Why I'm Leaving Jerusalem


I have news! I'm moving to Tel Aviv! Yeah, yeah, I know - most of you saw that coming. For years people have asked me, "Why do you live in Jerusalem?" and equally, "Why don't you live in Tel Aviv?". Almost by definition, as a single, secular, anglo Tel Aviv is seemingly the place for me. So why has it taken me this long to get myself there?

I'll tell you.

When I first made the arrangements for Aliyah my Nefesh B'Nefesh counselor recommended I begin with Ulpan Etzion. Ulpan Etzion is a 5 month intensive, live-in Ulpan (Hebrew learning program) in Jerusalem for young professionals. It is one of the most popular and well known in Israel. Initially I thought, no way. I am not going to live in Jerusalem. As a visitor I always thought "there is nothing for me in Jerusalem", but somehow she convinced me that this would be a great option. So I went to Ulpan Etzion and spent my first 5 months of Aliyah in this city that "had nothing for me".

But I was wrong. Jerusalem is an amazing city. I truly believe there is nowhere like it in the world. It is ancient and modern all in one. There is diversity, life, color, tastes, and smells. Its magic is nearly indescribable - and I'm not the first person to say this.

So fast forward 3 and a half years and I'm still here.

A lot of people will tell you they either love or hate Jerusalem. Many people will tell you they could never live here. Although I do love Jerusalem, I have realized that it is no longer the place for me. After 3 and a half years I've made some great friends, eaten some amazing food, attended beautiful and exciting cultural events. I made my first "grown up" home and grew my family by 1 (Mindy, my dog, for anyone who is confused). I'll always love this place. It will always hold an important place in my life.

But I have also decided that it is time to move on, or rather, to move cities. Here's why:

Why do I want to leave Jerusalem?

It is true that Jerusalem's population is a majority religious, spanning from modern orthodox to haredi. It is also true that you can totally live a happy and complete life here as a secular person - but it will be more challenging than if you lived in another city in Israel. I appreciate that Jerusalem is the home of the Jewish religion. it is undeniably important. However, as I've developed in both my general human and my Jewish identities I have come to feel that Jerusalem is not the place where I will most successfully be able to live out my current goals and truth.

I'm not a religious Jew - and I don't feel there is anything wrong with that - but there are many aspects of life in Jerusalem that are limiting for secular people.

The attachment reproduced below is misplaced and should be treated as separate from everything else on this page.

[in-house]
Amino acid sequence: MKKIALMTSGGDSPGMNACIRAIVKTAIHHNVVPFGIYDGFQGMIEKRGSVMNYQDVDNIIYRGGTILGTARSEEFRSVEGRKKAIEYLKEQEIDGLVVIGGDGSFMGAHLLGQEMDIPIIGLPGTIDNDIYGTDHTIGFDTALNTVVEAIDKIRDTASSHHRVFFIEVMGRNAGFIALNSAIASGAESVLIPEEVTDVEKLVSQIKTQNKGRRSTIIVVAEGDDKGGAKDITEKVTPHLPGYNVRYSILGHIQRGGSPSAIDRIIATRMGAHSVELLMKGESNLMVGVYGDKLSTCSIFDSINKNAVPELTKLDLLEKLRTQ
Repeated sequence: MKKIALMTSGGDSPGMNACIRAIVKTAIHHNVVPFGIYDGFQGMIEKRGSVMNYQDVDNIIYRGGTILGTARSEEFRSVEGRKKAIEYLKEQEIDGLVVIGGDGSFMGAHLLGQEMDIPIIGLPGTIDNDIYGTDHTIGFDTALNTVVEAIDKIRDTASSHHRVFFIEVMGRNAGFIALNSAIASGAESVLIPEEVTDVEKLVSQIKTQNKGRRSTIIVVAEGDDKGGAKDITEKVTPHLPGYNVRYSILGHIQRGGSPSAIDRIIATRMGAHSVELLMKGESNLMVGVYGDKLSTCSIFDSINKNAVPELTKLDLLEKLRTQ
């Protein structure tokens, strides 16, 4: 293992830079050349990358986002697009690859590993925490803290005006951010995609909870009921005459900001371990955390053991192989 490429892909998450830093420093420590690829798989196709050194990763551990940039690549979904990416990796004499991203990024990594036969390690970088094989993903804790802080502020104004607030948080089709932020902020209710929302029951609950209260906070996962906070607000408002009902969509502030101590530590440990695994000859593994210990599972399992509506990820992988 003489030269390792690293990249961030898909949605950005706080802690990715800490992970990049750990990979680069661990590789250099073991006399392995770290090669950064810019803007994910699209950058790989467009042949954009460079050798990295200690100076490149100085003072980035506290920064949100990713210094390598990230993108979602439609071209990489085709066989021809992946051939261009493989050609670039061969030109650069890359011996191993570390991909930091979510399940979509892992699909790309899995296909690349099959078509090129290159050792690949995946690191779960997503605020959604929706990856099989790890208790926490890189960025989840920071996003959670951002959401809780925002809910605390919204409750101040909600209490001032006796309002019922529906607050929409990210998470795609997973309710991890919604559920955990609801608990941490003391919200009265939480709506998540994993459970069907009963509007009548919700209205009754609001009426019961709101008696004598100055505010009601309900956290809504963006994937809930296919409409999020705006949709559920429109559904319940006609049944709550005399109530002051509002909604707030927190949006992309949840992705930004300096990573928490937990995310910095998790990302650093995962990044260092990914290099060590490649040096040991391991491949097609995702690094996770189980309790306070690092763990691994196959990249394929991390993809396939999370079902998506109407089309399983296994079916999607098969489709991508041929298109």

One of them is my social life. As much as I enjoy the beauty and many of the rituals of Shabbat, much of the socializing in Jerusalem surrounds Shabbat. I enjoy an organized Shabbat meal here and there, but it just really isn't my thing. There aren't many alternative activities on Shabbat because a) my friends are all celebrating Shabbat, and b) there is virtually nothing open in the city. Other socializing happens around things like the haggim (holidays), shiurim (Jewish learning), and other more "Jewish" things I'm personally not that interested in. It isn't that my friends aren't doing secular social activities, but rather that a high percentage of the things they are doing do revolve around their Jewishness. I love their Jewishness and don't hold it against them. I just don't feel this is a part of my desired lifestyle.

Another is dating. I've been pretty open about dating in Israel for me is hard in general, and in Jerusalem it is even harder. Most people here aren't interested in dating me simply because I'm not religious (nothing to do with my Jewish status). Then there are the ones who won't date me because my mother is not Jewish and I have not decided to do a conversion yet. And yes, I can and do date mostly people who do not live in Jerusalem, but there is a huge mental block for people who don't live in Jerusalem. They just don't want to come here. What can you do? (Move to another city...)

Why do I want to move to Tel Aviv?

True Israel is small, but it isn't that small. There are definitely lots of cool cities to live in (and certainly ones that are cheaper!). So why Tel Aviv and not somewhere else?

The first reason I want to move to Tel Aviv is the beach. I miss the beach and I need it back in my life. Plain and simple. Not much to explain.

The second reason is to (hopefully) have a more fulfilling social life. As I mentioned before, I do love a good Shabbat gathering, but I seek a higher variety of non-Jewish related activities. I chose Tel Aviv over other cities in Israel because I have a lot of friends there. And like me, they are secular. I can worry less that they will be busy with these other types of events that I am not interested in.

The third is dating. I'm going to be completely honest. I turned 27 and for the first time in my life I feel a little bit "old". I am so, so grateful to be successful in many areas of my life, but I am also very ready for that next phase. I want to find "the one" and (in time) get married. Tel Aviv contains a much larger number of available secular people who are open to dating me despite my secularism and Jewish status. And for the ones who don't live in Tel Aviv, they have less of a mental block about coming there to see me. In fact, a lot of them wish they could live in Tel Aviv too!

So that is that. I'm moving to Tel Aviv in less than a week, and I couldn't feel more ready (minus the fact that none of my things are packed). I'm ready to continue discovering new things about myself, to put myself out there, and to get a killer tan.


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© 2020 Amy Albertson

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